Suppose we know that that a Hermitian $n \times n$ matrix $A$ can be expressed as the following matrix product $$A = \begin{bmatrix} z_1 & 0 & ... & 0 \\ 0 & z_2 & ... & 0\\ \vdots & \vdots & \ddots & \vdots\\ 0 & 0 & ... & z_n \end{bmatrix} \, \mathcal{H} \, \begin{bmatrix} \overline{z_1} & 0 & ... & 0 \\ 0 & \overline{z_2} & ... & 0\\ \vdots & \vdots & \ddots & \vdots\\ 0 & 0 & ... & \overline{z_n} \end{bmatrix}$$ where $\mathcal{H}$ is positive semidefinite and all the complex entries $z_i\neq 0$ across the main diagonal

Can we also deduce that $A$ is also positive semidefinite?

Apparently, we can infer that $A$ is positive semidefinite, but from the definition of positive semidefinite matrices and the fact that $A$ can be expressed as a product involving a positive semidefinite matrix $\mathcal{H}$, it is not clear to me how this is true.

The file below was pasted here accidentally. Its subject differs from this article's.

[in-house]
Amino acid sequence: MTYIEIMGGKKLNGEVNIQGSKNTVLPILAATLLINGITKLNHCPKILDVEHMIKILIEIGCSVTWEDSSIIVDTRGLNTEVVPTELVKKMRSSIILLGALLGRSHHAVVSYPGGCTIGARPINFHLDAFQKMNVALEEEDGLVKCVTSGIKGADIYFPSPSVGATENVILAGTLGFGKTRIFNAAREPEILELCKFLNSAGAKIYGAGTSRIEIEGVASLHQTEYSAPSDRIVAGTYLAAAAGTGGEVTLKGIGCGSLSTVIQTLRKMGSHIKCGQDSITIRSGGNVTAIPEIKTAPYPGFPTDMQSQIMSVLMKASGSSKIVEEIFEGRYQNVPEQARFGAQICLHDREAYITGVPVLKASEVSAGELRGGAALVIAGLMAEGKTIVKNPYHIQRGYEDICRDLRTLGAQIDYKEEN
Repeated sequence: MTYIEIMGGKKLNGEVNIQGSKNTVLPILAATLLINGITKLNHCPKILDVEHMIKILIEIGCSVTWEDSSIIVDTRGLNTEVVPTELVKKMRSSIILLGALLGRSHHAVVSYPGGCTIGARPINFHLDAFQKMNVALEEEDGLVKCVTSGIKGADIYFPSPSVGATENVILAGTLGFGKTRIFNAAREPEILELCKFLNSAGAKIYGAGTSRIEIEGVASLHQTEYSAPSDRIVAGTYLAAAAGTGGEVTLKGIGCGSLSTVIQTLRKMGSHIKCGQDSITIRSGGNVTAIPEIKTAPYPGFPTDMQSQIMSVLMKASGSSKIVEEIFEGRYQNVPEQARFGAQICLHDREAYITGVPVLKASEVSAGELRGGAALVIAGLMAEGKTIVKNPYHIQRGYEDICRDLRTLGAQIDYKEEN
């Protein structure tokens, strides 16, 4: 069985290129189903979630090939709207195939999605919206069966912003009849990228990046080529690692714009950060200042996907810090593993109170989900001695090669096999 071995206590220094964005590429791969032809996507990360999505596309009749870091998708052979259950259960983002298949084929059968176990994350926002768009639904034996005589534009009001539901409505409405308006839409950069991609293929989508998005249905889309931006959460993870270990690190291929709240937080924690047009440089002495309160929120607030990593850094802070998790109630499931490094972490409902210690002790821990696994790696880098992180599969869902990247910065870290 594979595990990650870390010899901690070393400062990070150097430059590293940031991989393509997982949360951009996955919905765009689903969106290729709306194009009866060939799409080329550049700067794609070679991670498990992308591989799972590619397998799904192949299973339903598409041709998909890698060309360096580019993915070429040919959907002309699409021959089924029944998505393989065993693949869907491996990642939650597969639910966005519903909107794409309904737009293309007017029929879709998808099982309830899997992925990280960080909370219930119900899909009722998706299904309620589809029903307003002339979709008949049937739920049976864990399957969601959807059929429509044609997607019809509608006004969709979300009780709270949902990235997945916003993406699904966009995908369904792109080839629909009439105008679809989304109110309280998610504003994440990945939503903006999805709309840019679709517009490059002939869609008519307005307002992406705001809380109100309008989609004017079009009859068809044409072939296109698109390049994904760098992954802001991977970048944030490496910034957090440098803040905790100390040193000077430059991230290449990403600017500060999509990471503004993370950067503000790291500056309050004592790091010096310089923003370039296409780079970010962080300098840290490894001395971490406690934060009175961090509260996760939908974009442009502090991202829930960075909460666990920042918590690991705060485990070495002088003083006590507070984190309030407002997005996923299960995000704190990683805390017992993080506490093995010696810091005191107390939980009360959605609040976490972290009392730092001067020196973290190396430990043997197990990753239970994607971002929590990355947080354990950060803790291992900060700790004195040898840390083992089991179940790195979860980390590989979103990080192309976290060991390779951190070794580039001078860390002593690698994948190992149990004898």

For simplicity, let $Z\equiv\operatorname{diag}(z_1,\dots,z_n)$. It is clear that $ZHZ^*$ is Hermitian, because $H$ is. It suffices to show that $x^*ZHZ^*x\geq0$ for all $x\in\mathbb{C}^n$. Fix $x\in\mathbb{C}^n$ and let $w\equiv{Z^*x}$. Then $$ w^*Hw\geq0 $$ because $H$ is positive semidefinite. QED.

  • $\begingroup$ Beautiful. Quick question: How is it immediately clear that $\mathcal{H}$ is Hermitian when we only know that $\mathcal{H}$ is positive semidefinite? $\endgroup$ – Benedict Voltaire Mar 8 at 3:37
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    $\begingroup$ Oh shoot--I thought you were assuming $H$ was Hermitian. As I understand it, for complex matrices, a matrix must be Hermitian to be positive definite (or at least, that's what Wikipedia says--I don't deal in complex matrices much). Read here. $\endgroup$ – David M. Mar 8 at 3:39
  • $\begingroup$ All good. I see what you're doing. Thank you! $\endgroup$ – Benedict Voltaire Mar 8 at 4:09

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